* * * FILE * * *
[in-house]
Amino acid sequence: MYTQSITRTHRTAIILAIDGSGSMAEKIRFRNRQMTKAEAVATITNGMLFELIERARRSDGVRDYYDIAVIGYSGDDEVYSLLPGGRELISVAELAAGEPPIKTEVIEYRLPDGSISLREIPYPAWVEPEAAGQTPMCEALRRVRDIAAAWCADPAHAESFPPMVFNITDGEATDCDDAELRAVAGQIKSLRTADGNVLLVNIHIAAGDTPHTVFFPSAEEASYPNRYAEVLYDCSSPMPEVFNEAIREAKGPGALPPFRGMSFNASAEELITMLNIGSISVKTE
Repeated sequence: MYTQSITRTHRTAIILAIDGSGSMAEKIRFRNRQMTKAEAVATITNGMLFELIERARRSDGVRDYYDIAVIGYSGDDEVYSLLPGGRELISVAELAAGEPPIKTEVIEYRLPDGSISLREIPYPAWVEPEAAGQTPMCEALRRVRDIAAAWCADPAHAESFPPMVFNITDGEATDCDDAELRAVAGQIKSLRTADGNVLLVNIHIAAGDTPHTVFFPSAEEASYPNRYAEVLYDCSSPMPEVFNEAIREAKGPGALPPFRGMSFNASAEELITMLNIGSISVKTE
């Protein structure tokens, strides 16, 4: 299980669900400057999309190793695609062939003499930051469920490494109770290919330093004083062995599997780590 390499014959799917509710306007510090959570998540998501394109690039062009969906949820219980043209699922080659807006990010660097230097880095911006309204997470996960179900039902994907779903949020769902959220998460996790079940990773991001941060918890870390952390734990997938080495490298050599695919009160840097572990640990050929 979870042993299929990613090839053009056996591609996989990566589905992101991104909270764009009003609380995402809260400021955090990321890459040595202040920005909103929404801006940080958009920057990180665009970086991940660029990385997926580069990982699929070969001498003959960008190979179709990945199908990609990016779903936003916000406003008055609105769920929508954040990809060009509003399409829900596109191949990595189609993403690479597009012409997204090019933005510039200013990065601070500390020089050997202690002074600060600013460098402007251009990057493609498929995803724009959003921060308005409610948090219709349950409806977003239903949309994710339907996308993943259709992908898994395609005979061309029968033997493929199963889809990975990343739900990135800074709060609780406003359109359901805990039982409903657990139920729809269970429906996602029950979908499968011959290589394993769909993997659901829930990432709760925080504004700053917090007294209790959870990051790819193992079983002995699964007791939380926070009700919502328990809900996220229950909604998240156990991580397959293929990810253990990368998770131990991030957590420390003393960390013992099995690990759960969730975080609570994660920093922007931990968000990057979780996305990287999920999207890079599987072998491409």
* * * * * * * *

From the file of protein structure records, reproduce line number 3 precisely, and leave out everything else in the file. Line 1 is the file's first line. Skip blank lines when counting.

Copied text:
Repeated sequence: MYTQSITRTHRTAIILAIDGSGSMAEKIRFRNRQMTKAEAVATITNGMLFELIERARRSDGVRDYYDIAVIGYSGDDEVYSLLPGGRELISVAELAAGEPPIKTEVIEYRLPDGSISLREIPYPAWVEPEAAGQTPMCEALRRVRDIAAAWCADPAHAESFPPMVFNITDGEATDCDDAELRAVAGQIKSLRTADGNVLLVNIHIAAGDTPHTVFFPSAEEASYPNRYAEVLYDCSSPMPEVFNEAIREAKGPGALPPFRGMSFNASAEELITMLNIGSISVKTE